Heat and Dust Critical Context
by Ruth Prawer Jhabvala

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Critical Context

(Critical Guide to British Fiction)

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The imagined experience of two European women in India has biographical significance for the novelist. Ruth Prawer Jhabvala was born in 1927 in Cologne, Germany, where her grandfather was a cantor in the city’s largest synagogue. In 1939, her family emigrated to England. After earning a degree in English literature from London University (Queen Mary College), she met and married an Indian architect, Cyrus S. H. Jhabvala. In 1951, they moved to New Delhi, where they reared three daughters. Since 1955, she has written eight novels set in India, including Heat and Dust, which won the prestigious Booker Prize in England. She has also written screenplays for ten theatrical films, most of them for James Ivory and Ismail Merchant. Her filmscript for Heat and Dust won the British Academy Award for Best Screenplay.

Ruth Jhabvala’s work has been compared to that of E. M. Forster (there are obvious situational affinities between Heat and Dust and A Passage to India, 1924), Anton Chekhov, and Jane Austen. Her portrait of British society transplanted to India of the 1920’s often reads like a comedy of manners, though Jhabvala’s focus is upon women after marriage, rather than upon the manipulations leading up to the married state, and her sensibility is far removed in time and spirit from Austen’s.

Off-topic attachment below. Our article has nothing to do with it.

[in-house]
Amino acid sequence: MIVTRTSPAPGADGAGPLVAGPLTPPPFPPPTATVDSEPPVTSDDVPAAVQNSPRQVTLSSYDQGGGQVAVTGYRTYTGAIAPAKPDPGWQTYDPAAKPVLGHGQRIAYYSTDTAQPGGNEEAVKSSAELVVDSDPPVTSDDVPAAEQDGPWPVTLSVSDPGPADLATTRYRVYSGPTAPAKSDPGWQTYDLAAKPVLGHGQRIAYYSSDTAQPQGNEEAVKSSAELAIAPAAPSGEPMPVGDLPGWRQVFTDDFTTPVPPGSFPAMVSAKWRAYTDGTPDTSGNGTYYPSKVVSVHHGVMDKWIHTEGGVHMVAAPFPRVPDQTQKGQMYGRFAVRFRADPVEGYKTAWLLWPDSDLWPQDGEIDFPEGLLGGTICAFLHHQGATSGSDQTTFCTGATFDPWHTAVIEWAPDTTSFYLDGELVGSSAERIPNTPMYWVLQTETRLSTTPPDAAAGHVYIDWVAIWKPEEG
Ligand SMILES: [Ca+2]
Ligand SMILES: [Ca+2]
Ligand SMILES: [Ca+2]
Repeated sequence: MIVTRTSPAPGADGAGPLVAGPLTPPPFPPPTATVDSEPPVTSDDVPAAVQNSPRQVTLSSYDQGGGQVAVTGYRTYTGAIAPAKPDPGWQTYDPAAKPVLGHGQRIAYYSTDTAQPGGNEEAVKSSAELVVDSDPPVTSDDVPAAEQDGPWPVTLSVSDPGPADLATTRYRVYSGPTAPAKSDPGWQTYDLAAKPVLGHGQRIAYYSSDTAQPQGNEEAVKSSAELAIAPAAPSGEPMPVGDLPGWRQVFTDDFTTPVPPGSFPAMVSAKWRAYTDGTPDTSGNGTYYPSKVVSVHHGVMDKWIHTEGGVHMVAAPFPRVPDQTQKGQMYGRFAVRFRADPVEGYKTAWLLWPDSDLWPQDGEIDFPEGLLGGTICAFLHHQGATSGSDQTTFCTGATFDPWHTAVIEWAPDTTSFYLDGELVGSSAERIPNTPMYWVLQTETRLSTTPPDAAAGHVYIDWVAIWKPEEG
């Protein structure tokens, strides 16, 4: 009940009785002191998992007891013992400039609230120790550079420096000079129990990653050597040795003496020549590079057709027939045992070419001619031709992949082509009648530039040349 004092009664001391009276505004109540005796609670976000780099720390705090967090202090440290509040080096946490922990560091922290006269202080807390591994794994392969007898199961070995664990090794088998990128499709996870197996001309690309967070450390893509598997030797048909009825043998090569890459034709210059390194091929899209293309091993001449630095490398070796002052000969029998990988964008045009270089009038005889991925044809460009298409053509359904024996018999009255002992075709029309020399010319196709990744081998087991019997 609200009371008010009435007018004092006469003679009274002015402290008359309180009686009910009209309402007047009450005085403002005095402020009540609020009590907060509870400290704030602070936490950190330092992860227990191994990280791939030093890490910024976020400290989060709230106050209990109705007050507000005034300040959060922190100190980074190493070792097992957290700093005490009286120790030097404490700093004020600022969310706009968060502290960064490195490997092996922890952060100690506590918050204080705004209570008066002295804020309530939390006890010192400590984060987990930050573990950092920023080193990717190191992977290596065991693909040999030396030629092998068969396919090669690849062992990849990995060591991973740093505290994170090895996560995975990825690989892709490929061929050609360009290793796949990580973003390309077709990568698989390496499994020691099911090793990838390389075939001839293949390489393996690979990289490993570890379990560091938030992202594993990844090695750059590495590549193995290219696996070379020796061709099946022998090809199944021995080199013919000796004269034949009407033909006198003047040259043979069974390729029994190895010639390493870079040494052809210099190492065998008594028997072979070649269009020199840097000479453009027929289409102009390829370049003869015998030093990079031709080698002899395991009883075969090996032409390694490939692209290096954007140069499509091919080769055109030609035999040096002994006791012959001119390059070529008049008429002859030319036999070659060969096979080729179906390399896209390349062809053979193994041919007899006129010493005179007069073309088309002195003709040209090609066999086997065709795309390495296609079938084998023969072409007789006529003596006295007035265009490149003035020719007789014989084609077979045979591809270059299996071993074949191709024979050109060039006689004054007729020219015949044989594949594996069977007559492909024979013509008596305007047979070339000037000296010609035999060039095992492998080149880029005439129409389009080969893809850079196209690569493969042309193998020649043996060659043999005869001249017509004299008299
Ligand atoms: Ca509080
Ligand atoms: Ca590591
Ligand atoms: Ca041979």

“I never had to deal with India,” the novelist told Bernard Weinraub, who interviewed her for The New York Times Magazine and who described “heat and dust” as “her metaphor for the disease and squalor” she found surrounding her in India. “Heat and dust” is also surely a metaphor for passion and mutability in the novel. Olivia is sexually frustrated during the “hot” summer and wonders why, for all of his strength and manliness, Douglas has not got her pregnant. She says, “I don’t know what’s wrong with me.” Douglas answers “it’s the heat. No Englishwoman is meant to stand it.”

At the same time, the title obviously connotes disease, squalor, and poverty in India. “Once you start seeing the poverty, you don’t see anything else,” the novelist told The New York Times, adding that the “terribly hot summer” of 1974 when she wrote Heat and Dust “was the last summer I spent in India.” She has since settled in New York and divides her time between New York and Delhi.